As we have seen in the previous chapters of our dossier, we now know that too many carbohydrates disturb our metabolism, particularly by the secretion of insulin in too large quantities. In addition, a correlation link is now also established between blood sugar and brain diseases because the overconsumption of sugar increases the risk of cognitive decline and because the excess of carbohydrates in adolescence slows down the brain and affects memory and learning in adulthood, in addition to insulin resistance. However, insulin plays a key role in strengthening synaptic connections between brain cells, essential for good communication between neurotransmitters and memory, such as acetylcholine, which can retain information, store it and find it. Thus, when insulin production decreases, cognitive processes may also suffer; the facts clearly indicate that the brain is one of the main victims of high sugar consumption.
Finally, insulin is also an anabolic hormone that promotes fat retention and leads, again, to inflammation. Consequently, insulin resistance, induced by reactive hypoglycemia and an overproduction of insulin to respond to it, plays a major role in developing Alzheimer’s disease by favoring the appearance of senile plaques (or plaques amyloid), in diseased brains.
As Dr. Perlmutter explains in his book, Alzheimer’s-type brain disease is called type 3 diabetes because, as part of their sugar intake, the patient has:
– lived with chronic hyperglycemia, even in the absence of any diabetes,
consumed too many carbohydrates throughout his life.
Two factors, independent of this, must also be taken into account:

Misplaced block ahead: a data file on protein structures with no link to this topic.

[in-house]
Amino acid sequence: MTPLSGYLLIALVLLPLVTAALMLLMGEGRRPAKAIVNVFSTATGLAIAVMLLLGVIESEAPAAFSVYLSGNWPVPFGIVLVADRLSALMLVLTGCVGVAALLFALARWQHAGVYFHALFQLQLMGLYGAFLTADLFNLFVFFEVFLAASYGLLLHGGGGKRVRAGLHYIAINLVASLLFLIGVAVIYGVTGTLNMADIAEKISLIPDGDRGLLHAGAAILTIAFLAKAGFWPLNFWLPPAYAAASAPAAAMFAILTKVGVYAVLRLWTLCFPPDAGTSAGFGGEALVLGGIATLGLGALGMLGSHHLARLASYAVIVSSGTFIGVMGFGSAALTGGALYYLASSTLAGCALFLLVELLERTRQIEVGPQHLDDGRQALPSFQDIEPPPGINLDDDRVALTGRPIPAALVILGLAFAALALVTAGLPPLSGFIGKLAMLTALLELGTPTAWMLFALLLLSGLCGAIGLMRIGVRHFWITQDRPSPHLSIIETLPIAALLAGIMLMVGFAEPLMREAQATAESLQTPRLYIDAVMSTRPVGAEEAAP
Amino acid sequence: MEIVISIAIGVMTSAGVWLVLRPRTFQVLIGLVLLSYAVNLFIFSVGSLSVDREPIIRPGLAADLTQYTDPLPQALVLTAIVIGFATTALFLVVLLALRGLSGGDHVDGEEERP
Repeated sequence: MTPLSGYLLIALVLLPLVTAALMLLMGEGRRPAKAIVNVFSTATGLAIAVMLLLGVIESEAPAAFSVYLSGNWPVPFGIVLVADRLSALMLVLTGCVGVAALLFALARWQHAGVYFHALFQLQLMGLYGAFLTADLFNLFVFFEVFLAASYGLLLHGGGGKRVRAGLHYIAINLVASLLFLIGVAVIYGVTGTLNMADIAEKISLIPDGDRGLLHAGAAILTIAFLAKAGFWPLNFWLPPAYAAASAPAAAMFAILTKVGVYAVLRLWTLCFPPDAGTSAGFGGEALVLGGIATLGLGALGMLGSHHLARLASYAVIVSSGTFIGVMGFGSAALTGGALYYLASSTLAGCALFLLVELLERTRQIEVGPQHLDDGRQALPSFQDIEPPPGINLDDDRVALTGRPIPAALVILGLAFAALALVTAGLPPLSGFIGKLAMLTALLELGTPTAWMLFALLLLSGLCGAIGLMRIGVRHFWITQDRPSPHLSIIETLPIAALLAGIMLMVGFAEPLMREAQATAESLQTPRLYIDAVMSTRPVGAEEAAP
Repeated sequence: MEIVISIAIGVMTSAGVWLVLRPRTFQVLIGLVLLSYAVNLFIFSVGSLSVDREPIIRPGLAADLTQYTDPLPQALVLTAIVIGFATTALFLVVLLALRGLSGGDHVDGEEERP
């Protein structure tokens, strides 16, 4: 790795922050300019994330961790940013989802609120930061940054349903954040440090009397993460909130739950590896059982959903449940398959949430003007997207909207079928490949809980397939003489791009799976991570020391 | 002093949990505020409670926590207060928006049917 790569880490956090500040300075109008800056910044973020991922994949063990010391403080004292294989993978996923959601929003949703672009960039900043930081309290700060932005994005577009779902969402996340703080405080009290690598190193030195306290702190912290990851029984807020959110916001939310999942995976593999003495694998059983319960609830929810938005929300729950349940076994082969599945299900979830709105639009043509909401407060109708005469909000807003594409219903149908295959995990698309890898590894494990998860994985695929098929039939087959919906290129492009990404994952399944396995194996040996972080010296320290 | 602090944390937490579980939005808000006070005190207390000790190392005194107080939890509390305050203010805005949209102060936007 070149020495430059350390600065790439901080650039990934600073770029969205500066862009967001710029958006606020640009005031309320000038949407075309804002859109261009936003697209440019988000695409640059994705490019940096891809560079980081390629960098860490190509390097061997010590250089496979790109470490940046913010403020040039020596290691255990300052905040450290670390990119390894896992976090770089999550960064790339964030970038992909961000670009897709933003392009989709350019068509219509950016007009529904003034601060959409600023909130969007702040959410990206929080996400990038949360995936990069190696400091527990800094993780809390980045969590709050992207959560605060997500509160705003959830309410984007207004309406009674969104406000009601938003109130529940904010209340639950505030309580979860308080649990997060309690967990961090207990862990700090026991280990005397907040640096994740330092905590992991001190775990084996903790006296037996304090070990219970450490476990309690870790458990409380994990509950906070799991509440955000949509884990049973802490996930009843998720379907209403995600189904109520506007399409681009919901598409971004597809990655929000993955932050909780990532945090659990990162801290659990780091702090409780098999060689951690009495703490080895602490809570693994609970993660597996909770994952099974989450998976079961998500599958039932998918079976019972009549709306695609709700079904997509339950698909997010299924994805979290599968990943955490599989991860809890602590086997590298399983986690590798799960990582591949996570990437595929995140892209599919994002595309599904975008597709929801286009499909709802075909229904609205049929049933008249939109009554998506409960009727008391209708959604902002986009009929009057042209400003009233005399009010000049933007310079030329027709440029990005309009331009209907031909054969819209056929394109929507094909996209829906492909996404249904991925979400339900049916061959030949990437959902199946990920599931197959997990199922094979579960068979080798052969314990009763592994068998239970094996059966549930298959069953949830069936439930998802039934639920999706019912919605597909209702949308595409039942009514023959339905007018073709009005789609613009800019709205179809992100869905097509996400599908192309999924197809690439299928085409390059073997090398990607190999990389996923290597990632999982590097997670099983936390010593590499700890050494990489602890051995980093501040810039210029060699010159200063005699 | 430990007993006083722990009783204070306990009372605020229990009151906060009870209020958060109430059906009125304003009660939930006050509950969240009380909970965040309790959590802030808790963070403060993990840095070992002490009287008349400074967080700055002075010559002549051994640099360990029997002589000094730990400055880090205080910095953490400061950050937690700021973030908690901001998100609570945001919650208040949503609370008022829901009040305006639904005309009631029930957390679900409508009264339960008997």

– the patient favored a diet low in fat, which lowers cholesterol levels,
– he omitted an intolerance to gluten, a protein in wheat, rye, and barley.
Thus, obese people are more likely to suffer from brain disorders, and obese and diabetic subjects have twice the risk of developing Alzheimer’s disease. Be careful, however: Alzheimer’s is not due to diabetes, but these two diseases have the same origin. They are generated by foods that force the body to put biological mechanisms in place, resulting in inflammation, dysfunction, and pathology.
In conclusion, we can decide on the fact that our intestinal microbiota has a significant role in our cognitive neuro-development. Indeed, if we know today that our microbiota is essential to our emotional balance, our brain, and its internal state also have an impact on the development of our intestinal flora, which in turn affects our brain and our mood. And what is relevant to our emotional state is also suitable for our cognition, thinking and memory.
Sugar could impact the development of our brain when we are young by damaging our learning and memory abilities. And this over the long term, even when we reach adulthood. The more sugar we consume when we are young, the less memory we have as adults.
Finally, inflammation, mainly through our blood sugar levels, is a significant issue for our brain health.
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Fédération pour la recherche sur le cerveau – Mécanismes d’interactions entre microbiote et cerveau.
*« Gut microbial taxa elevated by dietary sugar disrupt memory function. » Noble, E. E., Olson, C. A., Davis, E., Tsan, L., Chen, Y. W., Schade, R., … & Kanoski, S. E. (2021). Gut microbial taxa elevated by dietary sugar disrupt memory function. Translational Psychiatry, 11(1), 194.
Ces glucides qui menacent notre cerveau – Dr David Perlmutter, ed Poche Marabout.
Sucre, l’amère vérité – Dr Robert Lustic, ed Thierry Souccar.
The Obesity code – Dr Jason Fung, ed Scribe.
Faites votre glucose révolution – Jessie Inchauspé, ed Robert Laffont.
Nos pensées – Les effets nocifs du sucre sur le cerveau
Fédération pour la recherche sur le cerveau – Enfants et ados.
Le microbiote intestinal participe au fonctionnement du cerveau et à la régulation des humeurs